I’d Do Anything to Stop This Pain

by Nov 20, 2012Science of Happiness18 comments

Y ou know what you should do, but you just can’t bring yourself to do it.

Maybe someone broke your heart.  Maybe you use food as an emotional crutch.  Maybe your doctor has warned you need to start exercising, or else.  Maybe the strain of grinding it out in a job you hate leaves you crying into your pillow.

The problem isn’t that you don’t know what to do.

It’s that the solution requires a strength you’re not sure you have.

Case in point: last week, I couldn’t get out of bed.  Or more accurately, a shooting pain from my neck down through my shoulder highly discouraged me.

The pain was almost unbearable.  It felt like I was getting a tattoo put on my shoulder … all day long.  I broke down crying while doing simple things like bending over to brush my daughter’s teeth.

My first thought was, “My goodness, there’s so much we take for granted.”

My second thought was, “I’d do anything to stop this pain.”

A physical therapist friend recommended I ice my neck and back and really lean into it.  Did I rush home to the freezer to follow her advice?  No.  Instead I took a warm shower and did some gentle shoulder exercises, convinced that was enough.

The truth is, most of us will choose endurance over courage nearly every time.   We’ll take the easy path, even when we know deep down it leads to nowhere.

Ironically, what helped the most wasn’t to break the problem down, but to realize that it was much, much bigger.

My problem wasn’t a muscle in spasm.  It was a lifestyle that made me stressed out and run down.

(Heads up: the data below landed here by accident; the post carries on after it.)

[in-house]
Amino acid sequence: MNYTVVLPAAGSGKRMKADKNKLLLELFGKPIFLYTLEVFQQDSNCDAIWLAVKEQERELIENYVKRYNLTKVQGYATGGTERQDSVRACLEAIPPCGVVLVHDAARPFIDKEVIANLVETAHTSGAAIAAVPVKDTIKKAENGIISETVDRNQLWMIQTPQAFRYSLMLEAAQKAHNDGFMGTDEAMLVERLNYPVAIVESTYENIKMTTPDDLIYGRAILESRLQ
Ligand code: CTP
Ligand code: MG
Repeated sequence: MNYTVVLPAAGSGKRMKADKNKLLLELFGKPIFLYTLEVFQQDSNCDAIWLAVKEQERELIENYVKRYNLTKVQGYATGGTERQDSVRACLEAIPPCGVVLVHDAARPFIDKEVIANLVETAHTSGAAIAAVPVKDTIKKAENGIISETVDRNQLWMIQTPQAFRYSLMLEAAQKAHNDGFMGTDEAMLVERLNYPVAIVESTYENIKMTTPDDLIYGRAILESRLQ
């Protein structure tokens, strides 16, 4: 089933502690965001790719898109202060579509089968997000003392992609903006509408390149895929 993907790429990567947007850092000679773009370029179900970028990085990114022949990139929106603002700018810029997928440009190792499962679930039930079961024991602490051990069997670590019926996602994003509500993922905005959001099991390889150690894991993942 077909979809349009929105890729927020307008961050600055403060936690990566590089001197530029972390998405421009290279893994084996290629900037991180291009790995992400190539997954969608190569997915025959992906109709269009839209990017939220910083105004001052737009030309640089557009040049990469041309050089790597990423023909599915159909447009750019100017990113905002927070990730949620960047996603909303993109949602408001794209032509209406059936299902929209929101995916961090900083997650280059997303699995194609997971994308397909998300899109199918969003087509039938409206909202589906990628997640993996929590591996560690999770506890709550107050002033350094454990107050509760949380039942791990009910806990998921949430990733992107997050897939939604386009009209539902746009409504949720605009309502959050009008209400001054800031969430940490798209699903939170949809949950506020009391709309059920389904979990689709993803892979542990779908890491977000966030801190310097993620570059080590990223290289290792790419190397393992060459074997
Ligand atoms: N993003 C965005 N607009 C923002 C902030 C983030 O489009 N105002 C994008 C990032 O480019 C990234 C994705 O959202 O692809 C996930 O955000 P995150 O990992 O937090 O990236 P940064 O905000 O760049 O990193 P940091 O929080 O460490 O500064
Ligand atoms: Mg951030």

I wasn’t afraid of an icy burn.  I was afraid people wouldn’t see me as worthy outside of my to-do and have-done lists.

My expectations and aspirations had literally become a weight on my shoulders I could no longer bear.

This is the curse of the over-achiever, made all the worse when you realize the burden is nearly all self-constructed.

In the face of all that, an ice pack seemed like a piece of cake.  

Not only that, but after the first clench of discomfort, it actually felt … better.  So I did it again, and again.  I got better at doing what I knew I needed to.

In Brene Brown’s book The Gifts of Imperfection, she quotes Pema Chödrön

When we practice generating compassion, we can expect to experience the fear of our pain. Compassion practice is daring. It involves learning to relax and allow ourselves to move gently toward what scares us.

This helped me understand is that the pain is not punishment for doing something wrong.  And making it instantly disappear isn’t the goal (much as I wish it was).

This is a message from my body, one I desperately need to hear.

Maybe this time I will find the courage and compassion to listen.